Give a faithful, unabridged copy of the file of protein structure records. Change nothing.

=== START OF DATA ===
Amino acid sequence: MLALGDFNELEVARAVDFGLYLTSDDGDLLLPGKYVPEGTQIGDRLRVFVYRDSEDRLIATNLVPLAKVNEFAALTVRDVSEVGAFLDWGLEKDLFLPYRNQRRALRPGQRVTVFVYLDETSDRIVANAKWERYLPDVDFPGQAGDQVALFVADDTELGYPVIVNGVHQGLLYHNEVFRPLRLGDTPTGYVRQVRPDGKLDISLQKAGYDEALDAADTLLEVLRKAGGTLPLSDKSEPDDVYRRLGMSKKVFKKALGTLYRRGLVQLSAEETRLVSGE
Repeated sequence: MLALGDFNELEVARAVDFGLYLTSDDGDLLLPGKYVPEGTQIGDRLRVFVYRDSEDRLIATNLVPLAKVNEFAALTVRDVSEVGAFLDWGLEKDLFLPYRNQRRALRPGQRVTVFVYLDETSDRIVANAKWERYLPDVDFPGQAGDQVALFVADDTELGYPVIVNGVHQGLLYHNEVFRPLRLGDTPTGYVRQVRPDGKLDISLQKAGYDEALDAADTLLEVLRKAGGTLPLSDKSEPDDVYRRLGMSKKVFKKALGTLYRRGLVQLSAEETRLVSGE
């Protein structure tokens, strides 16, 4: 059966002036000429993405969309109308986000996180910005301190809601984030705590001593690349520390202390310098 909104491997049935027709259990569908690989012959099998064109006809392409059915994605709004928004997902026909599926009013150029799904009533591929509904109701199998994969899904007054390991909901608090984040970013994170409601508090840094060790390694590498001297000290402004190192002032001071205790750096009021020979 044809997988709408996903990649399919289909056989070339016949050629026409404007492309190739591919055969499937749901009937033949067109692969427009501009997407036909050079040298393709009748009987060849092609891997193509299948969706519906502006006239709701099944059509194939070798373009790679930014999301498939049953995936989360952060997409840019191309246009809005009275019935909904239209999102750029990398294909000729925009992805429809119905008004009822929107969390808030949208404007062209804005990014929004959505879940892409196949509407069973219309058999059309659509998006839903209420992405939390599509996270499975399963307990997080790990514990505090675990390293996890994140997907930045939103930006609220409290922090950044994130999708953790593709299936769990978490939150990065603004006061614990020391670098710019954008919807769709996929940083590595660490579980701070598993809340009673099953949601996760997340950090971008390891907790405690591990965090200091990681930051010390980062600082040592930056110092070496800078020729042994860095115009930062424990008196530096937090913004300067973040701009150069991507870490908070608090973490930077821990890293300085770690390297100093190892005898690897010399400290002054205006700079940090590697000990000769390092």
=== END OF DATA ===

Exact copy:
Amino acid sequence: MLALGDFNELEVARAVDFGLYLTSDDGDLLLPGKYVPEGTQIGDRLRVFVYRDSEDRLIATNLVPLAKVNEFAALTVRDVSEVGAFLDWGLEKDLFLPYRNQRRALRPGQRVTVFVYLDETSDRIVANAKWERYLPDVDFPGQAGDQVALFVADDTELGYPVIVNGVHQGLLYHNEVFRPLRLGDTPTGYVRQVRPDGKLDISLQKAGYDEALDAADTLLEVLRKAGGTLPLSDKSEPDDVYRRLGMSKKVFKKALGTLYRRGLVQLSAEETRLVSGE
Repeated sequence: MLALGDFNELEVARAVDFGLYLTSDDGDLLLPGKYVPEGTQIGDRLRVFVYRDSEDRLIATNLVPLAKVNEFAALTVRDVSEVGAFLDWGLEKDLFLPYRNQRRALRPGQRVTVFVYLDETSDRIVANAKWERYLPDVDFPGQAGDQVALFVADDTELGYPVIVNGVHQGLLYHNEVFRPLRLGDTPTGYVRQVRPDGKLDISLQKAGYDEALDAADTLLEVLRKAGGTLPLSDKSEPDDVYRRLGMSKKVFKKALGTLYRRGLVQLSAEETRLVSGE
């Protein structure tokens, strides 16, 4: 059966002036000429993405969309109308986000996180910005301190809601984030705590001593690349520390202390310098 909104491997049935027709259990569908690989012959099998064109006809392409059915994605709004928004997902026909599926009013150029799904009533591929509904109701199998994969899904007054390991909901608090984040970013994170409601508090840094060790390694590498001297000290402004190192002032001071205790750096009021020979 044809997988709408996903990649399919289909056989070339016949050629026409404007492309190739591919055969499937749901009937033949067109692969427009501009997407036909050079040298393709009748009987060849092609891997193509299948969706519906502006006239709701099944059509194939070798373009790679930014999301498939049953995936989360952060997409840019191309246009809005009275019935909904239209999102750029990398294909000729925009992805429809119905008004009822929107969390808030949208404007062209804005990014929004959505879940892409196949509407069973219309058999059309659509998006839903209420992405939390599509996270499975399963307990997080790990514990505090675990390293996890994140997907930045939103930006609220409290922090950044994130999708953790593709299936769990978490939150990065603004006061614990020391670098710019954008919807769709996929940083590595660490579980701070598993809340009673099953949601996760997340950090971008390891907790405690591990965090200091990681930051010390980062600082040592930056110092070496800078020729042994860095115009930062424990008196530096937090913004300067973040701009150069991507870490908070608090973490930077821990890293300085770690390297100093190892005898690897010399400290002054205006700079940090590697000990000769390092």